Child Psychologist
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Arousal Regulation

Arousal Regulation

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Physiological activation or arousal refers to how switched on our bodies are at any given time. Signs of the level of physiological activation include measures of heart rate, breathing rate, muscle firing and skin conductivity. Mental activation or arousal refers to thought processes and the ability to focus appropriately.

The benefits of managing self-regulation

The ability to manage your arousal level is an important skill for performance management. This section explores the impact of arousal on performance. It also helps you to develop your ability to regulate your arousal levels for different circumstances or aspects of your performance.

Arousal refers to both physical and mental activation. It can be useful to think about arousal like temperature, where a temperature is always present, and that the judgement around whether it is “too hot”, “too cold”, or “just right” is based on multiple factors, rather than being categorical.

Signs of the level of mental activation include:

  • the speed of thought processes such as racing or sluggish thoughts,
  • the ability to focus appropriately.

There are multiple factors to consider when working to manipulate arousal levels

  1. Different endeavours require different levels of physiological and mental activation
  2. Different contexts require different levels of arousal, such as training/practice versus competition/performance
  3. Individual differences are crucial, one individual can have quite different needs to another for the same event or experience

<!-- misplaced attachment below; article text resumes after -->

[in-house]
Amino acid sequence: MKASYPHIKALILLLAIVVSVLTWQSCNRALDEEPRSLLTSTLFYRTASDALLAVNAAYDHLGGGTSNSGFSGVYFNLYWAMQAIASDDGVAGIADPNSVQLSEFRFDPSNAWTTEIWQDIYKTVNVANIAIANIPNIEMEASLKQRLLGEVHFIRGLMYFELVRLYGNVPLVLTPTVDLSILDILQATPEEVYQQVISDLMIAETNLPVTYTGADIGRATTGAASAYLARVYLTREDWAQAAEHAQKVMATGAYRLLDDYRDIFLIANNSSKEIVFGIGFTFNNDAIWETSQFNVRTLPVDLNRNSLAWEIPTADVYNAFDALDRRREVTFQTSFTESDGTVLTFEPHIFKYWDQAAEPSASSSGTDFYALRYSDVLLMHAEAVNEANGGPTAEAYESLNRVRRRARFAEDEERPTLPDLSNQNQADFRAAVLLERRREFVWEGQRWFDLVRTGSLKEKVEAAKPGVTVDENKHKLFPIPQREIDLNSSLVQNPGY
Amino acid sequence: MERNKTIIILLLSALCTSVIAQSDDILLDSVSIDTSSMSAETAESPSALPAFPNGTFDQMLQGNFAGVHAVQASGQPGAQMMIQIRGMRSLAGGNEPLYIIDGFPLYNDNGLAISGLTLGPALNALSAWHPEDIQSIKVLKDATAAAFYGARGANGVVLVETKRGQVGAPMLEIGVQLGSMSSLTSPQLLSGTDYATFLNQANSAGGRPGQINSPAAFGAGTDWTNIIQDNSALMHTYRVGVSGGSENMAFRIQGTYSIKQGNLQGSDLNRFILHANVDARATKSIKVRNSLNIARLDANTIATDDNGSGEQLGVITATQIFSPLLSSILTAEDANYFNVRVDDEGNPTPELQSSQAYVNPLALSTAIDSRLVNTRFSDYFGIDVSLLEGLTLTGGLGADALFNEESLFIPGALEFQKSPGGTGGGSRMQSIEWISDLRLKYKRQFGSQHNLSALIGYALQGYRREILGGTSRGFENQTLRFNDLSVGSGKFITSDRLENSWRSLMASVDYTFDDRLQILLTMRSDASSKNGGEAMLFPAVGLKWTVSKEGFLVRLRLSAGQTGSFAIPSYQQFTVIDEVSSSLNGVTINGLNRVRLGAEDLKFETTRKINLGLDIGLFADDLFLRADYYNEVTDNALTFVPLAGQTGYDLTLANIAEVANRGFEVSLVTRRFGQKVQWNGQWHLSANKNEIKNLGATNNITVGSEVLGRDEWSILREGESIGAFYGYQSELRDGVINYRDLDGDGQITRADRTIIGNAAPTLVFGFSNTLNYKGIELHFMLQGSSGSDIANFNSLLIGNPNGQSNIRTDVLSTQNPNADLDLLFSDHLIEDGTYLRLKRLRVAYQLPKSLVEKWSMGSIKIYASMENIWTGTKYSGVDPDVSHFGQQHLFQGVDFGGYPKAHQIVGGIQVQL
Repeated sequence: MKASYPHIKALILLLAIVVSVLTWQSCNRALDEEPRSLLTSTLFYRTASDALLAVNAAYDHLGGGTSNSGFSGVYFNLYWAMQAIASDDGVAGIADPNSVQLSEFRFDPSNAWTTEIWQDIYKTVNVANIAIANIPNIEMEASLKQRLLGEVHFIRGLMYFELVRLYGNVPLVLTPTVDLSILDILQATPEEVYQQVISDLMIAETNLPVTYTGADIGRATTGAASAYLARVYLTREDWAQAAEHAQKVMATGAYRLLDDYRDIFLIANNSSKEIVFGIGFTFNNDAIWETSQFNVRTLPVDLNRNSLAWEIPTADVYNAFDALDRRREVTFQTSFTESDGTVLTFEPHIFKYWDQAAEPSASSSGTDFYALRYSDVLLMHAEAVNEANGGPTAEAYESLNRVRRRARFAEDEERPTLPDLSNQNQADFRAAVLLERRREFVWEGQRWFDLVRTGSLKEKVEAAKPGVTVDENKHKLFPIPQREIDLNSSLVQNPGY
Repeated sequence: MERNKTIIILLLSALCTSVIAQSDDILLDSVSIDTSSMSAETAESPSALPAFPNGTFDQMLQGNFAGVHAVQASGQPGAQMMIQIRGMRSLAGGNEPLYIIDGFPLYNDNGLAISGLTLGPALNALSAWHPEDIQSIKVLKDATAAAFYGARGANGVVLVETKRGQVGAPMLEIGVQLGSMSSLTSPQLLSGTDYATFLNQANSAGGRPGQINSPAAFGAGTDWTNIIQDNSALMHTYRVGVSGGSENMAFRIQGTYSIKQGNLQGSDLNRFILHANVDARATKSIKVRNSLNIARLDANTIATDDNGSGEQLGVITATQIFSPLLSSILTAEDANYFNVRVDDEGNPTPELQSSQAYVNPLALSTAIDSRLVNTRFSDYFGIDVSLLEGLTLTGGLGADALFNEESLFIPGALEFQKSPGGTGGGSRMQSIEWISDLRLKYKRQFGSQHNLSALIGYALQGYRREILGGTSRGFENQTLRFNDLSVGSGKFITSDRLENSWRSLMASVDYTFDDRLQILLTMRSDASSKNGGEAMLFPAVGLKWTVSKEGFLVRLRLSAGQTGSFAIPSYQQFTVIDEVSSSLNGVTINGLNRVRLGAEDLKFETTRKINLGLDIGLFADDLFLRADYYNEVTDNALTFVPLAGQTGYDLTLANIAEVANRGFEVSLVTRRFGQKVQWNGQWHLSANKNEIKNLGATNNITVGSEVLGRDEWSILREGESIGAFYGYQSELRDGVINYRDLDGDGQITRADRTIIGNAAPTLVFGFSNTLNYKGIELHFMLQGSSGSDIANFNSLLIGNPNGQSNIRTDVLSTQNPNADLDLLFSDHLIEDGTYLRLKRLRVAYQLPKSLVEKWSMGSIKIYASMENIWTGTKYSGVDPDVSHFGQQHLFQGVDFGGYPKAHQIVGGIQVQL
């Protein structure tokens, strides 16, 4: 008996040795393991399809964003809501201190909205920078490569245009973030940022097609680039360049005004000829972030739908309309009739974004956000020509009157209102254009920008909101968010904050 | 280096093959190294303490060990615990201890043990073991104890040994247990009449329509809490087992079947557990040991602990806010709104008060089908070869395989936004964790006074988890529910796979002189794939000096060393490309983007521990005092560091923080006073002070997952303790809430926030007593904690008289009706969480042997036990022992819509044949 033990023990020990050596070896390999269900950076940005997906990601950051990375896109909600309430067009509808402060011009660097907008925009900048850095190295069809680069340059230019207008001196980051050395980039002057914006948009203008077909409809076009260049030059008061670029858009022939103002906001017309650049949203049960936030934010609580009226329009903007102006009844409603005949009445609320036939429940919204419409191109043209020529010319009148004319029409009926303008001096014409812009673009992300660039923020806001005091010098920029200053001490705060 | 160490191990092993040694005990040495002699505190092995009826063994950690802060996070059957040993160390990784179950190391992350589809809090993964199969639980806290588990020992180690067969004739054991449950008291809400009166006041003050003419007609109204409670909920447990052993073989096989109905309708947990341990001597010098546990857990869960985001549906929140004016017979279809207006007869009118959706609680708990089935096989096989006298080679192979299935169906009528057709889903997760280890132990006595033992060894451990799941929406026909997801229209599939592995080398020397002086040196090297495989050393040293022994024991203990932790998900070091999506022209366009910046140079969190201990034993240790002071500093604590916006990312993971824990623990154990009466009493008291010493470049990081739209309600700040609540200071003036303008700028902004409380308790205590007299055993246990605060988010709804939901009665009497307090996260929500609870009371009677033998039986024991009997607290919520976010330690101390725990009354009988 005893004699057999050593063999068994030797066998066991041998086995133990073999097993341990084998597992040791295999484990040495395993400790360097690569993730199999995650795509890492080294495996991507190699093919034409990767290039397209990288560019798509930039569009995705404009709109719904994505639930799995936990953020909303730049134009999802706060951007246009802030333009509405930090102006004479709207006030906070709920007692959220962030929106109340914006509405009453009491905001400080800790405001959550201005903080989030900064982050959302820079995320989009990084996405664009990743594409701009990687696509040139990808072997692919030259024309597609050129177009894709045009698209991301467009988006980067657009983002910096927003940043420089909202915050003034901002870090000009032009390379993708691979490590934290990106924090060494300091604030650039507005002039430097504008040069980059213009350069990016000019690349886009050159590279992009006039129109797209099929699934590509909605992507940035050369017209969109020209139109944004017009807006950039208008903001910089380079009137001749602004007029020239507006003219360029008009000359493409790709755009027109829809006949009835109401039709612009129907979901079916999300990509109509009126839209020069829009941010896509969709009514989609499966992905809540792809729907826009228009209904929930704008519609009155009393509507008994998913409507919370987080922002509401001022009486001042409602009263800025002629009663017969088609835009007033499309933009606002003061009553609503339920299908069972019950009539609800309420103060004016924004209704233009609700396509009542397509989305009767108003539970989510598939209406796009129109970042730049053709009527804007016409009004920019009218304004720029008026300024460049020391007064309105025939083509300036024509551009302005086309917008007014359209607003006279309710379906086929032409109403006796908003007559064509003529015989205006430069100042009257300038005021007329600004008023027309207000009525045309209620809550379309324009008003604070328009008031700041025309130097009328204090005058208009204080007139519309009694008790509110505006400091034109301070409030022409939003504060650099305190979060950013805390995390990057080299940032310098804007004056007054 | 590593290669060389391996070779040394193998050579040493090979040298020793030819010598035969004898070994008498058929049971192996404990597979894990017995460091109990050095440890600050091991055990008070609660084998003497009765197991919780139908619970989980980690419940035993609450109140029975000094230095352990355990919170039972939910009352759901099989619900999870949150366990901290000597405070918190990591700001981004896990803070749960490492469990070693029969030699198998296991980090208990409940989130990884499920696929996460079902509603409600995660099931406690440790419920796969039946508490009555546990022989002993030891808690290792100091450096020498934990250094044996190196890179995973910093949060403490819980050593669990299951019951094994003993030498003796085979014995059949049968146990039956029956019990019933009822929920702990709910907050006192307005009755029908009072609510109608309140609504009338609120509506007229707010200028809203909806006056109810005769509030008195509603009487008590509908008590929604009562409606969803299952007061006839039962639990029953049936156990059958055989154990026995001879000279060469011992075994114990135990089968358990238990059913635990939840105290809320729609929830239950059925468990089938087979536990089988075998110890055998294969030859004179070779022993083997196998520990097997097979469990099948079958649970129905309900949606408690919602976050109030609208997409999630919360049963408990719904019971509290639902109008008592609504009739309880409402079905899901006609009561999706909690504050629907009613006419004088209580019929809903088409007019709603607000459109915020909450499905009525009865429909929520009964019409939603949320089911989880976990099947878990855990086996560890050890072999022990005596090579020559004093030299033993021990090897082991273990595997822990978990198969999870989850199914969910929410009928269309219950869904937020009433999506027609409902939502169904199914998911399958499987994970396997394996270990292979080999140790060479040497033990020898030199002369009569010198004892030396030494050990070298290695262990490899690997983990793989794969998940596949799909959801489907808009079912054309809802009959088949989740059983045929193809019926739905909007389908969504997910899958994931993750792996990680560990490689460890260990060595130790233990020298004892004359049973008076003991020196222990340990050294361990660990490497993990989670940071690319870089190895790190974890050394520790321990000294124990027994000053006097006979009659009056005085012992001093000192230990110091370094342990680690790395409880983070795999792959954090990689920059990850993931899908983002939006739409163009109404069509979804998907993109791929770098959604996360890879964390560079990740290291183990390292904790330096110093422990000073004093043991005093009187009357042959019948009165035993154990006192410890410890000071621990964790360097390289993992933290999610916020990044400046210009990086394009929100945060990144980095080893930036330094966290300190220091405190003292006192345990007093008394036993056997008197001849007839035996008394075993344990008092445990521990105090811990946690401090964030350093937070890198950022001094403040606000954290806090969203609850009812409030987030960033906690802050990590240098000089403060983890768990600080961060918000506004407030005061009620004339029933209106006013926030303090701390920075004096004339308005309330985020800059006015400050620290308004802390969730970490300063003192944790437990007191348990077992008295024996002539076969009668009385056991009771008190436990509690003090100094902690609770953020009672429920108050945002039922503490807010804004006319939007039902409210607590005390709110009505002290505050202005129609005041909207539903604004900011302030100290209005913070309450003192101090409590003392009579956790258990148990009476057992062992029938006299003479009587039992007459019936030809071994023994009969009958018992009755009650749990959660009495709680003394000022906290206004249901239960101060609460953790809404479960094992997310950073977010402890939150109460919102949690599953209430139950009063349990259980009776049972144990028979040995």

Learning to monitor and manipulate physical arousal is an essential skill for all performers. Arousal levels that are too low often result in an activity requiring more effort than usual and a lack of energy. Arousal levels that are too high can result in feelings of nausea, feeling jittery and result in poor decision making and errors. Emotional experiences can also significantly impact arousal levels. For example, feelings of sadness can lead to physical sensations of fatigue and lethargy. Feelings of worry or anxiety can create sensations of agitation or breathlessness.

Learning to manage your arousal levels also helps to manage emotional states. This is particularly important as competitive pursuits can be highly emotional experiences where it will be normal to encounter difficult emotions such as frustration, anxiety, anger and disappointment. Using arousal control skills in combination with self-talk skills is the most effective combination for managing emotional experiences that are impacting on practice and performance.

Once mastered, arousal regulation skills can ensure that you have the skills and confidence to shift yourself back into an appropriate state and manage the normal ups and downs of day to day practice and competition.